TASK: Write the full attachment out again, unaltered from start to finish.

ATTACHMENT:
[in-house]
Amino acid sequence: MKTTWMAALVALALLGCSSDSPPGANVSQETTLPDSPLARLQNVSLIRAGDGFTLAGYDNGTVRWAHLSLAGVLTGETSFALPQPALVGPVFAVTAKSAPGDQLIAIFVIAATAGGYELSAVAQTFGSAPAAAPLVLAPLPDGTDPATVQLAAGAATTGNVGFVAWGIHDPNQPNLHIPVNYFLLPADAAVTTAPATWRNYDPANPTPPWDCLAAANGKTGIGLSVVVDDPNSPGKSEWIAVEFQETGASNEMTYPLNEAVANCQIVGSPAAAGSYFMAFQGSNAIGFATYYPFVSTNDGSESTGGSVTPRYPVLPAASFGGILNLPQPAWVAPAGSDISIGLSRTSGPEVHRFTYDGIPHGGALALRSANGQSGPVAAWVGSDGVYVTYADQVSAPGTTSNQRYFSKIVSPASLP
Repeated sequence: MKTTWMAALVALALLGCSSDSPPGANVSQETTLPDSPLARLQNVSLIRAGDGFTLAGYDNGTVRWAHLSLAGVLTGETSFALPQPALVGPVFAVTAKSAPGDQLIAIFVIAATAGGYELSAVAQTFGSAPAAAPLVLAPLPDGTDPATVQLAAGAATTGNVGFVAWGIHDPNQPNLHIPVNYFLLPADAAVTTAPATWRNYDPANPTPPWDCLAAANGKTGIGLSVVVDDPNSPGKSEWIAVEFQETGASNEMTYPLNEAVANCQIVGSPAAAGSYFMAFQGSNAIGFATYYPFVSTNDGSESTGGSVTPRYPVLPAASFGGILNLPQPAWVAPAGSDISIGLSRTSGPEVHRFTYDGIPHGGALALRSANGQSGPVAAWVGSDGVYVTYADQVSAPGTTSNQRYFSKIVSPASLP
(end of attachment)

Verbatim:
[in-house]
Amino acid sequence: MKTTWMAALVALALLGCSSDSPPGANVSQETTLPDSPLARLQNVSLIRAGDGFTLAGYDNGTVRWAHLSLAGVLTGETSFALPQPALVGPVFAVTAKSAPGDQLIAIFVIAATAGGYELSAVAQTFGSAPAAAPLVLAPLPDGTDPATVQLAAGAATTGNVGFVAWGIHDPNQPNLHIPVNYFLLPADAAVTTAPATWRNYDPANPTPPWDCLAAANGKTGIGLSVVVDDPNSPGKSEWIAVEFQETGASNEMTYPLNEAVANCQIVGSPAAAGSYFMAFQGSNAIGFATYYPFVSTNDGSESTGGSVTPRYPVLPAASFGGILNLPQPAWVAPAGSDISIGLSRTSGPEVHRFTYDGIPHGGALALRSANGQSGPVAAWVGSDGVYVTYADQVSAPGTTSNQRYFSKIVSPASLP
Repeated sequence: MKTTWMAALVALALLGCSSDSPPGANVSQETTLPDSPLARLQNVSLIRAGDGFTLAGYDNGTVRWAHLSLAGVLTGETSFALPQPALVGPVFAVTAKSAPGDQLIAIFVIAATAGGYELSAVAQTFGSAPAAAPLVLAPLPDGTDPATVQLAAGAATTGNVGFVAWGIHDPNQPNLHIPVNYFLLPADAAVTTAPATWRNYDPANPTPPWDCLAAANGKTGIGLSVVVDDPNSPGKSEWIAVEFQETGASNEMTYPLNEAVANCQIVGSPAAAGSYFMAFQGSNAIGFATYYPFVSTNDGSESTGGSVTPRYPVLPAASFGGILNLPQPAWVAPAGSDISIGLSRTSGPEVHRFTYDGIPHGGALALRSANGQSGPVAAWVGSDGVYVTYADQVSAPGTTSNQRYFSKIVSPASLP